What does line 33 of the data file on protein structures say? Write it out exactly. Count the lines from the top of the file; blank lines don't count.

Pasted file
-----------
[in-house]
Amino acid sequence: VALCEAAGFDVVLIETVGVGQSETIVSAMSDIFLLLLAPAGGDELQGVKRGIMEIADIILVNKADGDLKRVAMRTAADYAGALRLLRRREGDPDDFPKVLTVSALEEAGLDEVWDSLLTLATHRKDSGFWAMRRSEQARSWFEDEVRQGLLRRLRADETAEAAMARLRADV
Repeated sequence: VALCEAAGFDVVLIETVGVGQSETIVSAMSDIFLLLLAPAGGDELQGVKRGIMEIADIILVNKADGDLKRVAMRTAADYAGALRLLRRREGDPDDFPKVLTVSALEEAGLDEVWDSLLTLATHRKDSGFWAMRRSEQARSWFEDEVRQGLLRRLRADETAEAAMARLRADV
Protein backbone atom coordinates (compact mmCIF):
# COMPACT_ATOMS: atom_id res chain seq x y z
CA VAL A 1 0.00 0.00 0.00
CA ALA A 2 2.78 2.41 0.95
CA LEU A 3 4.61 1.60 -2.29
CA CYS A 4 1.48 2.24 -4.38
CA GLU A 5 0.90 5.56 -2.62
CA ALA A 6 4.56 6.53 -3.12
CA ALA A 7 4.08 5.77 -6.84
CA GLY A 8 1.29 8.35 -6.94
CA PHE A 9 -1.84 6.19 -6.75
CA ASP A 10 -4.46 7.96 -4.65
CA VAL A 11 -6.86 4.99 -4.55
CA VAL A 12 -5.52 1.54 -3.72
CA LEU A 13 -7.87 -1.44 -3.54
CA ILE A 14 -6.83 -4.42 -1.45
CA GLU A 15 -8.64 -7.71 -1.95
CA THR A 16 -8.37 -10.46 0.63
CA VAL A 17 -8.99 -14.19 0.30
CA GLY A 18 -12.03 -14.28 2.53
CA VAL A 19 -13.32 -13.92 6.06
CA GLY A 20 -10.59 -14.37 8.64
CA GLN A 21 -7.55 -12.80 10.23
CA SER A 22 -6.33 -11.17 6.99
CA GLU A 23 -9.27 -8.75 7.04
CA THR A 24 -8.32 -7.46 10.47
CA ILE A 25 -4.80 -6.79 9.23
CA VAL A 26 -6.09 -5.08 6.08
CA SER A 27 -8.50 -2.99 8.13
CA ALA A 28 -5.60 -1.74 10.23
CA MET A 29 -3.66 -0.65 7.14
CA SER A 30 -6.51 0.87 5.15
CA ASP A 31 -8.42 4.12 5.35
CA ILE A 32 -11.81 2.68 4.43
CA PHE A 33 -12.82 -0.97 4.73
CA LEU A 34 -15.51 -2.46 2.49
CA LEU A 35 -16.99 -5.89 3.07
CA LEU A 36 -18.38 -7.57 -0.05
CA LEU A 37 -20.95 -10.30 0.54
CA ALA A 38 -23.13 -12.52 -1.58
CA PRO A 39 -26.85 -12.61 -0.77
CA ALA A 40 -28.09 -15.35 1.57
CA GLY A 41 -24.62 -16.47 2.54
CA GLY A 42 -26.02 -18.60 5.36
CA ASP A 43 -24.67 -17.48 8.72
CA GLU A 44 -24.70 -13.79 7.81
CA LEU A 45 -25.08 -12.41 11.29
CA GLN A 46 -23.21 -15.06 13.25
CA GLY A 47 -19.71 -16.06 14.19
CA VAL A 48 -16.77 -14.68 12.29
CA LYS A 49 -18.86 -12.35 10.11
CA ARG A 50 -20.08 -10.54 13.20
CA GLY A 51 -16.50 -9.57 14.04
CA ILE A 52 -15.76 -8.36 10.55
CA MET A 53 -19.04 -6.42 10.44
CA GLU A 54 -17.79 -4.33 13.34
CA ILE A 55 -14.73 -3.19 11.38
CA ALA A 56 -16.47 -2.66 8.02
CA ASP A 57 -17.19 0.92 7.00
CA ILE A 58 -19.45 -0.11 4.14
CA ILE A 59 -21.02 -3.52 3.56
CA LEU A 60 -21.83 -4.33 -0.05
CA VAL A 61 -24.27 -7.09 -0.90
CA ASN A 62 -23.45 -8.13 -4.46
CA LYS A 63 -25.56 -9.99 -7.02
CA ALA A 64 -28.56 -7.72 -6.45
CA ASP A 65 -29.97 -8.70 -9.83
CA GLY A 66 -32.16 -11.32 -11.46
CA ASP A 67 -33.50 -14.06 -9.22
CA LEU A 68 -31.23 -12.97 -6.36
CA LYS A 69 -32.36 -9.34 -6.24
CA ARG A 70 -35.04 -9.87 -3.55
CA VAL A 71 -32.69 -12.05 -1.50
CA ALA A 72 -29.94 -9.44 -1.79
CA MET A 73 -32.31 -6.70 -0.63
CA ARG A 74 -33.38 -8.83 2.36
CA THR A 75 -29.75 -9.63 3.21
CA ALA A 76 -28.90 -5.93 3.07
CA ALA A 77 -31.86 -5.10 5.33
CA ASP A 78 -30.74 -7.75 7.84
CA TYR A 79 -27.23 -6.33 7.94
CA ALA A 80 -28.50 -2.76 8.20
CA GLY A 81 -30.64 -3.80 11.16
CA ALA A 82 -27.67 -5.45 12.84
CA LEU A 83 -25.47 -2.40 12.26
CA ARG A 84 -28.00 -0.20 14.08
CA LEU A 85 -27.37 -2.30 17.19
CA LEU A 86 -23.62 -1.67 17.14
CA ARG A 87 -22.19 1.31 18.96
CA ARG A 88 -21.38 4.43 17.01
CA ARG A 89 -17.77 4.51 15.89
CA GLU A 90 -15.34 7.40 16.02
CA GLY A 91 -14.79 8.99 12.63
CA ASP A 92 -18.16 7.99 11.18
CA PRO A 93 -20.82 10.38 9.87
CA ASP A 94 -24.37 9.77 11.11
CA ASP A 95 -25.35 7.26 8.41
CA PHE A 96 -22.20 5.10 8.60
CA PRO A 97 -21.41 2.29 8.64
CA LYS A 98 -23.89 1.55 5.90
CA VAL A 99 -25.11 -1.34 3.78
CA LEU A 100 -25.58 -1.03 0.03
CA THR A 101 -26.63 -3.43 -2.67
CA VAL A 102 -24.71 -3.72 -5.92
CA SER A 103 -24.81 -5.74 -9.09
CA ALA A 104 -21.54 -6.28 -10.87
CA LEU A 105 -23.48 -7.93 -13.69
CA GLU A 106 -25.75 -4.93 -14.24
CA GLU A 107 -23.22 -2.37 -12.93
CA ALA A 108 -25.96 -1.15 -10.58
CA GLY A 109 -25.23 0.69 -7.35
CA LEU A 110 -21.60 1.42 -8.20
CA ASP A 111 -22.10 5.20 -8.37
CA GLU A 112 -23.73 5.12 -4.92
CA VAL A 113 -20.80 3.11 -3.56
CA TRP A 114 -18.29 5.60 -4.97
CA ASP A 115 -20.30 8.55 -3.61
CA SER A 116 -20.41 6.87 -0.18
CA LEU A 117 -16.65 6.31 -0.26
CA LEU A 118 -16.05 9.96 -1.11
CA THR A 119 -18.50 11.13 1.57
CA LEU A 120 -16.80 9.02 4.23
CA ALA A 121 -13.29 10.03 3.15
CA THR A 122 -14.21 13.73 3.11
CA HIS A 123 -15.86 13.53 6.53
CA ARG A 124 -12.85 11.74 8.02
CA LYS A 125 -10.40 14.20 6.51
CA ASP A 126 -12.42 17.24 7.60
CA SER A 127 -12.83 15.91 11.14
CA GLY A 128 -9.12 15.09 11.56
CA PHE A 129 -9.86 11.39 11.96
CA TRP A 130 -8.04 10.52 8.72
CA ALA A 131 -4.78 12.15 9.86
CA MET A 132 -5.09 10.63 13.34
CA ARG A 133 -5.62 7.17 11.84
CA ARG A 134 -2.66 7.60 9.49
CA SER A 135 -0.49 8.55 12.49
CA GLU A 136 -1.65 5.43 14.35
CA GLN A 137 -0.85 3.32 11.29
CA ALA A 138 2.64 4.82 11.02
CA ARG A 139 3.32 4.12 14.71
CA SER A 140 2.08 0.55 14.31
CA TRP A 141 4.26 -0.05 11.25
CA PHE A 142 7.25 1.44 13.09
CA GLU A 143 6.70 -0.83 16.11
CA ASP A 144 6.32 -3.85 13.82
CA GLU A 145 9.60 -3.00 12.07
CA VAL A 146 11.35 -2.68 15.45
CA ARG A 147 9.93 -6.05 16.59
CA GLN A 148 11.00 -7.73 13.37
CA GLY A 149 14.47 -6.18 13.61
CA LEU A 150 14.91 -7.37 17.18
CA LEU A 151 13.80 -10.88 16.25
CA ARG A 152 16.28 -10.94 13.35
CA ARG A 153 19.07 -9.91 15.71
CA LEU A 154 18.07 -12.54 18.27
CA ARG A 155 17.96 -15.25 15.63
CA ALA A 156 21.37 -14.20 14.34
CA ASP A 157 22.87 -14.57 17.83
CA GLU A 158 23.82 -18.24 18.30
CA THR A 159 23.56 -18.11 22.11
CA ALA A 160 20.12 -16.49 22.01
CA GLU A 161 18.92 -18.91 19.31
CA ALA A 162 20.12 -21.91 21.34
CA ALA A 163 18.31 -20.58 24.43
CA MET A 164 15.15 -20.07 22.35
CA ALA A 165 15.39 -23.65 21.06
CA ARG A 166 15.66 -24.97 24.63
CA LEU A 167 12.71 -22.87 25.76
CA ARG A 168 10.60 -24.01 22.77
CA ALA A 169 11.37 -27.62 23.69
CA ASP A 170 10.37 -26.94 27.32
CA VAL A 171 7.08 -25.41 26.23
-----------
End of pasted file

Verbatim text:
CA ALA A 28 -5.60 -1.74 10.23